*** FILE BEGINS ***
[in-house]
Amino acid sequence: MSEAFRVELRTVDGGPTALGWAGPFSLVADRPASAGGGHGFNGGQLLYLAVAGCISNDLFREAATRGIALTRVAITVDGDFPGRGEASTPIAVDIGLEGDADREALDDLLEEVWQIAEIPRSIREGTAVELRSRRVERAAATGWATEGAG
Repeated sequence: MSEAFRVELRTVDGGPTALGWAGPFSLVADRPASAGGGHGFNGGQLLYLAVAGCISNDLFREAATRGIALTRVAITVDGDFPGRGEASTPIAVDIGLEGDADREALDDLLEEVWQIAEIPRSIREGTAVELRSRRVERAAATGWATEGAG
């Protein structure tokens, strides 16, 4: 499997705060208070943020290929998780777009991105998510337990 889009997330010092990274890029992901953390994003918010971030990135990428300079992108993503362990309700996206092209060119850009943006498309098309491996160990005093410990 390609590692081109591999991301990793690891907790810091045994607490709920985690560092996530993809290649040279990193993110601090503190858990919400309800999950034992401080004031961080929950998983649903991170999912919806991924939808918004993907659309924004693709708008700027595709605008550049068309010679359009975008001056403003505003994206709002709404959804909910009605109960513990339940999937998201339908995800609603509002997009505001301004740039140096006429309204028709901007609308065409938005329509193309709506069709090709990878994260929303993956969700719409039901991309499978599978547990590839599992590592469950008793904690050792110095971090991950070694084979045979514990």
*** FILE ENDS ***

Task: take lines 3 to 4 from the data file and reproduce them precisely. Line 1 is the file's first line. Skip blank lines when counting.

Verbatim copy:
Repeated sequence: MSEAFRVELRTVDGGPTALGWAGPFSLVADRPASAGGGHGFNGGQLLYLAVAGCISNDLFREAATRGIALTRVAITVDGDFPGRGEASTPIAVDIGLEGDADREALDDLLEEVWQIAEIPRSIREGTAVELRSRRVERAAATGWATEGAG
């Protein structure tokens, strides 16, 4: 499997705060208070943020290929998780777009991105998510337990 889009997330010092990274890029992901953390994003918010971030990135990428300079992108993503362990309700996206092209060119850009943006498309098309491996160990005093410990 390609590692081109591999991301990793690891907790810091045994607490709920985690560092996530993809290649040279990193993110601090503190858990919400309800999950034992401080004031961080929950998983649903991170999912919806991924939808918004993907659309924004693709708008700027595709605008550049068309010679359009975008001056403003505003994206709002709404959804909910009605109960513990339940999937998201339908995800609603509002997009505001301004740039140096006429309204028709901007609308065409938005329509193309709506069709090709990878994260929303993956969700719409039901991309499978599978547990590839599992590592469950008793904690050792110095971090991950070694084979045979514990």